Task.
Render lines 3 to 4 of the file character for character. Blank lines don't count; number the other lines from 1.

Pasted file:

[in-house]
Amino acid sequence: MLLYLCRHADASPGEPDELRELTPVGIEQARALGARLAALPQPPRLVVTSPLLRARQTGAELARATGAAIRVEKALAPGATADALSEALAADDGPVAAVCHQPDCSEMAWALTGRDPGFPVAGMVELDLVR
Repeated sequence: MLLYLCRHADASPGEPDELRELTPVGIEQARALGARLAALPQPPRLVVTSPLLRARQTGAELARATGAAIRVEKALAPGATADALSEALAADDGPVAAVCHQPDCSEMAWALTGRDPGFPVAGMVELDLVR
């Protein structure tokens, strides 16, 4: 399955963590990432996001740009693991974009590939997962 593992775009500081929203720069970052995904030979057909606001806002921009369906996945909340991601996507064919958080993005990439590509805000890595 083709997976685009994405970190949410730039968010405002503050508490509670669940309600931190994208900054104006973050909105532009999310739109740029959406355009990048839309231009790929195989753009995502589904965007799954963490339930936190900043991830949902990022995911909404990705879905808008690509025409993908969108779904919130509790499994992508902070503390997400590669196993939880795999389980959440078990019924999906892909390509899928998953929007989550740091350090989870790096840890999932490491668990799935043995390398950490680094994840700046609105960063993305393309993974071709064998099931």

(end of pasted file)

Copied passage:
Repeated sequence: MLLYLCRHADASPGEPDELRELTPVGIEQARALGARLAALPQPPRLVVTSPLLRARQTGAELARATGAAIRVEKALAPGATADALSEALAADDGPVAAVCHQPDCSEMAWALTGRDPGFPVAGMVELDLVR
């Protein structure tokens, strides 16, 4: 399955963590990432996001740009693991974009590939997962 593992775009500081929203720069970052995904030979057909606001806002921009369906996945909340991601996507064919958080993005990439590509805000890595 083709997976685009994405970190949410730039968010405002503050508490509670669940309600931190994208900054104006973050909105532009999310739109740029959406355009990048839309231009790929195989753009995502589904965007799954963490339930936190900043991830949902990022995911909404990705879905808008690509025409993908969108779904919130509790499994992508902070503390997400590669196993939880795999389980959440078990019924999906892909390509899928998953929007989550740091350090989870790096840890999932490491668990799935043995390398950490680094994840700046609105960063993305393309993974071709064998099931």